An Outer Banks-wide beach clean-up on Saturday, April 13, generated dozens of volunteers and plenty of trash, thanks to the efforts of the National Park Service (NPS), and the North Carolina Beach Buggy Association (NCBBA.)
The two organizations effectively co-hosted the day-long event, with the NPS conducting cleanups at the Bodie Island Lighthouse, the Old Cape Hatteras Lighthouse Site, and the Day Use Area on Ocracoke Island, and the NCBBA manning the ORV ramps from Salvo to Ocracoke, and handing out packets of information as well as trash bags to beachgoers.
Michael Barber, CHNS Public Affairs Specialist, said that the NPS had 41 volunteers for the day’s cleanup, while NCBBA had roughly 16 volunteers stationed at the ramps. The NCBBA also held a corresponding “Adopt A Highway Clean Up” from Coquina Beach to Oregon Inlet Bridge, which included an additional half dozen volunteers or so.
The NCBBA sponsors these cleanup operations three times per year as part of one of their cornerstone
programs, Operation Beach Respect. During the cleanup operations, NCBBA members are present at all ORV access ramps to pass out literature and garbage bags to those planning to use the beach. The NCBBA asks that each person take a bag, and police the area they intend to use for litter. Upon leaving the beach, they deposit the bag at the ramp entrance for National Park Service employees to pick up for disposal.
The annual cleanups have been a tradition for NCBBA members, volunteers, and local residents, and have been going strong for nearly 40 years.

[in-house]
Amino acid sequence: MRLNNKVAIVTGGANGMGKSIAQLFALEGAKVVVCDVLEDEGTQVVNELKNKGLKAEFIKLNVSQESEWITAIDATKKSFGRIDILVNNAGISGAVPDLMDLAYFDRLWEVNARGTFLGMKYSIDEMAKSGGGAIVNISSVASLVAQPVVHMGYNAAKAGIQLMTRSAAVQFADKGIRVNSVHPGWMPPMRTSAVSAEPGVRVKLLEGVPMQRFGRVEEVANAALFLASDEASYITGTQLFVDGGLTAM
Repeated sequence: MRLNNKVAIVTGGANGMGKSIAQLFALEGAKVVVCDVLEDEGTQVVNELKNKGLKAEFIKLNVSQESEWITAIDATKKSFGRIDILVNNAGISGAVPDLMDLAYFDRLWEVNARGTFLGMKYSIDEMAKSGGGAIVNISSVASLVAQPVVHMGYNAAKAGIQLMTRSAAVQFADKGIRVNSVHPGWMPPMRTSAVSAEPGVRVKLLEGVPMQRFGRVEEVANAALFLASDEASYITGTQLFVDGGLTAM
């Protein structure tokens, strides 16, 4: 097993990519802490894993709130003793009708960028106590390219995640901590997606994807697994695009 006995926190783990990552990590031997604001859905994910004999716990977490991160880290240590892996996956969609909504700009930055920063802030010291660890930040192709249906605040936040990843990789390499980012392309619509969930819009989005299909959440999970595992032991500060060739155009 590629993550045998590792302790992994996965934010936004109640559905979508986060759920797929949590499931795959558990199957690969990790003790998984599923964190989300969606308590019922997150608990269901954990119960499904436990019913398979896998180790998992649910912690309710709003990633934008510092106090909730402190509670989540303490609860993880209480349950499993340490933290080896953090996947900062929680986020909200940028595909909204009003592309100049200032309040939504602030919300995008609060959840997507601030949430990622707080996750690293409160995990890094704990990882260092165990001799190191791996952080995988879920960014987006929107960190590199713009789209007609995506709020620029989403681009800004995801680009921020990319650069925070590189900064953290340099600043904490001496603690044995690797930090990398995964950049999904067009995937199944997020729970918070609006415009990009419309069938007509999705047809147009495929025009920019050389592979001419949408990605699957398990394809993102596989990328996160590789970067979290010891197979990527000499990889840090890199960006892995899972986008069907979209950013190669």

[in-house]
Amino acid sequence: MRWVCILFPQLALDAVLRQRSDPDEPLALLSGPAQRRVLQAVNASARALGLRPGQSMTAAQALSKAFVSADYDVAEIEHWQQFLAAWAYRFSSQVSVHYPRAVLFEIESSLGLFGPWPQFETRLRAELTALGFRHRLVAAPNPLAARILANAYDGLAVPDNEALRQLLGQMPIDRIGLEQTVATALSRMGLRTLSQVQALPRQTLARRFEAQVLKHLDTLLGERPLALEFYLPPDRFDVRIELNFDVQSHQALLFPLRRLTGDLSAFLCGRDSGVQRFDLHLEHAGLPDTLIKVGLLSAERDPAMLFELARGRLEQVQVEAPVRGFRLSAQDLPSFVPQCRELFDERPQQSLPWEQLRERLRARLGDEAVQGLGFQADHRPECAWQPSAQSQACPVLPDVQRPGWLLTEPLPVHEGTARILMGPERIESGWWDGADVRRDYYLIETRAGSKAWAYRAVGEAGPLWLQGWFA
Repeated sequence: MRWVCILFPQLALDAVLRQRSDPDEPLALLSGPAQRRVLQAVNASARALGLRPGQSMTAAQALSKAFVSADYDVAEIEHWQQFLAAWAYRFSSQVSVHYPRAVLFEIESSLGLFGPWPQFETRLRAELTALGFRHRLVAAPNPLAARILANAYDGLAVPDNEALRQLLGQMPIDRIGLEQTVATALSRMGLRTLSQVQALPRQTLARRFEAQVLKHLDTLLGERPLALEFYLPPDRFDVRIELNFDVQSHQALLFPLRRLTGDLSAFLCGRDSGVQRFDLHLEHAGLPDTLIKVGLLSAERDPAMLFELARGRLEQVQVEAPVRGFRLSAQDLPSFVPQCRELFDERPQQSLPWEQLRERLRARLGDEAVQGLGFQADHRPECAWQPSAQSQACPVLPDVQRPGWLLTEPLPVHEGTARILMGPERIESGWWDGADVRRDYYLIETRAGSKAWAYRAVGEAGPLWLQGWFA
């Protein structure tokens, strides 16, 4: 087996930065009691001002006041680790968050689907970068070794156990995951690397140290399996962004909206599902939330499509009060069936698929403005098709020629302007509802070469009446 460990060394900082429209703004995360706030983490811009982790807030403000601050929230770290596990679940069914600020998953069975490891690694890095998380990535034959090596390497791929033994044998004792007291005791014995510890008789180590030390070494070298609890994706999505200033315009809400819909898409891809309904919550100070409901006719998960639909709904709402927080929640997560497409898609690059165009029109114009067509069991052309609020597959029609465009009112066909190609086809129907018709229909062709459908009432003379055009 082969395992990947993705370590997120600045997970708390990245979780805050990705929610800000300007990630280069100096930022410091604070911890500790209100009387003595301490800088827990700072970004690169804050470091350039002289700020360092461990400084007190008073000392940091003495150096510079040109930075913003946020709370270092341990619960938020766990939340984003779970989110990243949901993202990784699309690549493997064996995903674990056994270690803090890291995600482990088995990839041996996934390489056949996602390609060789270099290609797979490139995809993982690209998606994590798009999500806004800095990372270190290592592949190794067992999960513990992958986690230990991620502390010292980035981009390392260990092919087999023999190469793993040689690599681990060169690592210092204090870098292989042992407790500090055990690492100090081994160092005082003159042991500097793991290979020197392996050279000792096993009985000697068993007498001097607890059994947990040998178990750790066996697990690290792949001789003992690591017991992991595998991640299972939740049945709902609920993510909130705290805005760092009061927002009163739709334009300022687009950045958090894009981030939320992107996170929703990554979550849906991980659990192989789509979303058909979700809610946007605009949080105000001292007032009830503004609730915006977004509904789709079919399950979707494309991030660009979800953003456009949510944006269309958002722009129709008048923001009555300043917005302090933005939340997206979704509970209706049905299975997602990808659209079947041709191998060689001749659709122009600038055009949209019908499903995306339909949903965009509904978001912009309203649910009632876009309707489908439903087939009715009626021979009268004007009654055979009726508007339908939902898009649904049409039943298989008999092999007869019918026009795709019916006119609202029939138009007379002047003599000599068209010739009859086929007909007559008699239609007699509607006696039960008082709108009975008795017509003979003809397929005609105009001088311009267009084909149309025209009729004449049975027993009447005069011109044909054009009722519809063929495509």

“37 years ago, someone came up with the idea that there are all these bottles, trash, and plastic bags left on the beach, so let’s see if we can get the beachgoers to help us clean it up, and we’ve been doing it ever since,” said Bill King, Chairman of Operation Beach Respect.
King reported that this past Saturday’s cleanup was the first time that volunteers were located at Ocracoke Island ramps, and that the organization handed out a total of 109 packets and trash bags.
“Easter is a big week here on the island, so it’s an [ideal] time to do the cleanup,” said King. “We hand out a packet to each beachgoer and simply ask them to police the area that they are using that day.”
“At the end of the day, we see bags of trash at the end of ramps from beachgoers, and we know that we’ve accomplished something,” he added.
The cleanup is a massive undertaking, but the partnership between NCBBA and the NPS ensures that it’s a continual success, with miles of shoreline covered.
“[Superintendent] David Hallac has been a real supporter of our group… I can’t say enough about his willingness and cooperation to get involved,” said King.
The next cleanup operation is slated for June, and the public is welcome to pitch in and spend another day making the local beaches a little brighter.
“[Operation Beach Respect] seems well received by both the island folks as well as the park service,” said King, “and we are always looking for new volunteers.”